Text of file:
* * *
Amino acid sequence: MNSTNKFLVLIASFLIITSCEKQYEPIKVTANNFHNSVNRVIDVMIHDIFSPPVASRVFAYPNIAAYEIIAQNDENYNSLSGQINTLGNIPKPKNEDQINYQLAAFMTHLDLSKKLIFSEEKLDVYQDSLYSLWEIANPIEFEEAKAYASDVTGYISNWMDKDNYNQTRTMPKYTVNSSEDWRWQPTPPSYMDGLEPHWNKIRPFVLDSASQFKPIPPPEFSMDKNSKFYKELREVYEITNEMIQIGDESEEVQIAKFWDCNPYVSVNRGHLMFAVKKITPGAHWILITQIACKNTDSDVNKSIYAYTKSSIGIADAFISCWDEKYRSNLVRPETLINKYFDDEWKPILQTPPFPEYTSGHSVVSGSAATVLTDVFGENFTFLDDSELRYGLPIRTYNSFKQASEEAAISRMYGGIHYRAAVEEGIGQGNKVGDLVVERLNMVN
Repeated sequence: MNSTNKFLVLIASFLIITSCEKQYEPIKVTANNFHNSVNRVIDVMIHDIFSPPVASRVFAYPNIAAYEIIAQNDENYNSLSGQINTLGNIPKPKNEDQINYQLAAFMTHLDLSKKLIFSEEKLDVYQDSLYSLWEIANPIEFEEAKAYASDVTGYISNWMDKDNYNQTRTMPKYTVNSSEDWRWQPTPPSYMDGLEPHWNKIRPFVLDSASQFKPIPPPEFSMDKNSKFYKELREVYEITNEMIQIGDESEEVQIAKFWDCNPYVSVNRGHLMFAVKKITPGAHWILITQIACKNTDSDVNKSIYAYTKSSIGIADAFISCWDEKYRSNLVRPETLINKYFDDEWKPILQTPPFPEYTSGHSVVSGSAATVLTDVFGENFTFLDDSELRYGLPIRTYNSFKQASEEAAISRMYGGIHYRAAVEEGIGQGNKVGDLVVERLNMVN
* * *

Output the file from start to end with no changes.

Amino acid sequence: MNSTNKFLVLIASFLIITSCEKQYEPIKVTANNFHNSVNRVIDVMIHDIFSPPVASRVFAYPNIAAYEIIAQNDENYNSLSGQINTLGNIPKPKNEDQINYQLAAFMTHLDLSKKLIFSEEKLDVYQDSLYSLWEIANPIEFEEAKAYASDVTGYISNWMDKDNYNQTRTMPKYTVNSSEDWRWQPTPPSYMDGLEPHWNKIRPFVLDSASQFKPIPPPEFSMDKNSKFYKELREVYEITNEMIQIGDESEEVQIAKFWDCNPYVSVNRGHLMFAVKKITPGAHWILITQIACKNTDSDVNKSIYAYTKSSIGIADAFISCWDEKYRSNLVRPETLINKYFDDEWKPILQTPPFPEYTSGHSVVSGSAATVLTDVFGENFTFLDDSELRYGLPIRTYNSFKQASEEAAISRMYGGIHYRAAVEEGIGQGNKVGDLVVERLNMVN
Repeated sequence: MNSTNKFLVLIASFLIITSCEKQYEPIKVTANNFHNSVNRVIDVMIHDIFSPPVASRVFAYPNIAAYEIIAQNDENYNSLSGQINTLGNIPKPKNEDQINYQLAAFMTHLDLSKKLIFSEEKLDVYQDSLYSLWEIANPIEFEEAKAYASDVTGYISNWMDKDNYNQTRTMPKYTVNSSEDWRWQPTPPSYMDGLEPHWNKIRPFVLDSASQFKPIPPPEFSMDKNSKFYKELREVYEITNEMIQIGDESEEVQIAKFWDCNPYVSVNRGHLMFAVKKITPGAHWILITQIACKNTDSDVNKSIYAYTKSSIGIADAFISCWDEKYRSNLVRPETLINKYFDDEWKPILQTPPFPEYTSGHSVVSGSAATVLTDVFGENFTFLDDSELRYGLPIRTYNSFKQASEEAAISRMYGGIHYRAAVEEGIGQGNKVGDLVVERLNMVN